According to News Co/Lab research, more than one-third of people surveyed could not identify a fake headline.
Unsure if a website you’ve navigated to is the real deal? Use these eight resources to check the validity of information and sources you find on the internet.
Indiana University created Botometer (formerly “BotOrNot”) as a response to the prevalence of fake bots on Twitter. The site rates accounts on a scale of one to five — one being real and five being fake — based on its history, tweets and mentions. Read more about it here.
Detecting Fake News
This code, available on GitHub, detects fake news by using machine learning and Bayesian models. It compares fake news classifiers to a fake news dataset to conclude if an article is real or fake.
Users can ask FactCheck.org questions about the validity of political claims and information, and the team behind the site will investigate and explain the truth fully. Its in-depth explanations include who made the claim, when it was made and how they fact-checked the claim. The website also has a special science fact-checking feature called SciCheck.
Developers at Swarthmore College created Fake Bananas, a machine learning model that can identify false claims with 82 percent accuracy using stance detection. Stance detection weighs the validity of the user’s claim by collecting reputable, related articles on the internet. If these reputable sources agree with the claim, the program rates it as true. Although the service is not hosted publicly, its code can be used on an integrated development environment.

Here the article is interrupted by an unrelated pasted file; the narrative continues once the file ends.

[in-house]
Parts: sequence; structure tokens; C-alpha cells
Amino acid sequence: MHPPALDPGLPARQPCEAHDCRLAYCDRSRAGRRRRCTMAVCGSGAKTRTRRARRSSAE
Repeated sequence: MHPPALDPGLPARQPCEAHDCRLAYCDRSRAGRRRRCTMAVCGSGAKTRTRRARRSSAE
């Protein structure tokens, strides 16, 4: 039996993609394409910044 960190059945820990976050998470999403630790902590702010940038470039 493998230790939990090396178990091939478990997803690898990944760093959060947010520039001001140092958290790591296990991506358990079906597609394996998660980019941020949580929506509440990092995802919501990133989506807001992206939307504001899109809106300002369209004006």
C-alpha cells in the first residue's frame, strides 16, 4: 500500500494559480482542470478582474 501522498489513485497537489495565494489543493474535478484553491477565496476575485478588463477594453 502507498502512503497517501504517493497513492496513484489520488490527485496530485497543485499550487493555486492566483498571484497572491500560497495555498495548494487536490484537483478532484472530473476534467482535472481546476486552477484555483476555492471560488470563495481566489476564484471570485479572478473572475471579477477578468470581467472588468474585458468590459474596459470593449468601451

Melissa Zimdars, associate professor of communication and media at Merrimack College, created this spreadsheet of 1,000 news websites. If you are unsure of the validity of a site, use “command + F” to search its name in the document and find out if it’s biased, fake, conspiracy, unreliable, satire, hate or one of many other classifiers.
Hoaxy is an online tool that visualizes the spread of online articles. Intended to fact check fake news, Hoaxy allows users to examine how claims spread on Twitter through colorful, interactive charts. Created in 2016, the site is a joint project between the Center for Complex Networks and Systems Research and the Indiana University Network Science Institute.
Pulitzer Prize winner Politifact fact-checks the claims of politicians and bloggers. The site rates claims on a scale ranging from “true” to “pants on fire.” The Tampa Bay Times created Politifact in 2007, but is now run by The Poynter Institute. Politifact is recognized by the International Fact-Checking Network, one of our Best Practices.
Since 1994, Snopes has rated claims, articles, social media posts, images and video on their validity. Instead of blanket “true or false” ratings, Snopes uses more specific categories including true, false, mixture, mostly true, mostly false, outdated, misattributed, miscaptioned and more. The site also hosts a list of fake news sites. Snopes is recognized by the International Fact-Checking Network, one of News Co/Lab’s Best Practices.